Scientists urge upgrade of U.S. satellite system

If global warming wasn't bad enough, scientists have more unsettling news.

According to a study released Monday by the National Research Council, scientists won't be able to predict events like hurricanes unless the United States upgrades its satellite system that monitors the Earth's environment and climate. The study, according to Reuters, said that the United States must invest $3 billion annually from 2010 to 2020 to maintain the current observation system. It includes 29 Earth "missions"--meaning a single satellite or cluster of satellites--run by NASA and the National Oceanic & Atmospheric Administration.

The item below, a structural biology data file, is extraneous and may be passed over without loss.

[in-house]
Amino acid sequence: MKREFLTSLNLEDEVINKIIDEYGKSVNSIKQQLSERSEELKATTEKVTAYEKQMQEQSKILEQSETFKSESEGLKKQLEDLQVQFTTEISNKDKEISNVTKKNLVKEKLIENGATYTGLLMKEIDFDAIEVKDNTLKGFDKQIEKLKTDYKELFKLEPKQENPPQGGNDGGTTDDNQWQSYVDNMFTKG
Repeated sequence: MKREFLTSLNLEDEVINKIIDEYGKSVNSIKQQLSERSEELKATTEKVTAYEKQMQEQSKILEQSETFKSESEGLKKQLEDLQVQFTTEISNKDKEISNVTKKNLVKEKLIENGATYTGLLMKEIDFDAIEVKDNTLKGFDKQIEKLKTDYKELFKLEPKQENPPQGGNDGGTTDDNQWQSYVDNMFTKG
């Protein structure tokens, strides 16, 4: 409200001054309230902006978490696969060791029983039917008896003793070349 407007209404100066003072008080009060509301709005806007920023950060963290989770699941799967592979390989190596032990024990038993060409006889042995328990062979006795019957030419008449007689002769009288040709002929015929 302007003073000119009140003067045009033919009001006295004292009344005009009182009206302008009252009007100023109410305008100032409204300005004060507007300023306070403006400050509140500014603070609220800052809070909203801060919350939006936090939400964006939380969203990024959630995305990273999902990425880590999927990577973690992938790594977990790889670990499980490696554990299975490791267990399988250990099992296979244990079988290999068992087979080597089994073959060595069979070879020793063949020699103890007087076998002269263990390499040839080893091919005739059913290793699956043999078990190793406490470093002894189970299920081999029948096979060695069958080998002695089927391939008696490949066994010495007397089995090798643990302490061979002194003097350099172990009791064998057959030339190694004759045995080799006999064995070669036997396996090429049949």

If left without funds, the number of missions could fall to 17 within three years and to five by 2020, one scientist warned. Losing a satellite like the one measuring sea-surface roughness could hobble scientists' ability to predict events like El Nino, according to the report. That's why the investment is crucial, the scientists said. "This is only about $10 for every American. But it will probably save more money than it costs in the long run," co-chair Richard Anthes of the Colorado-based University Corporation for Atmospheric Research said in the report, which was released at the annual meeting of the American Meteorological Society in San Antonio, Texas.

 

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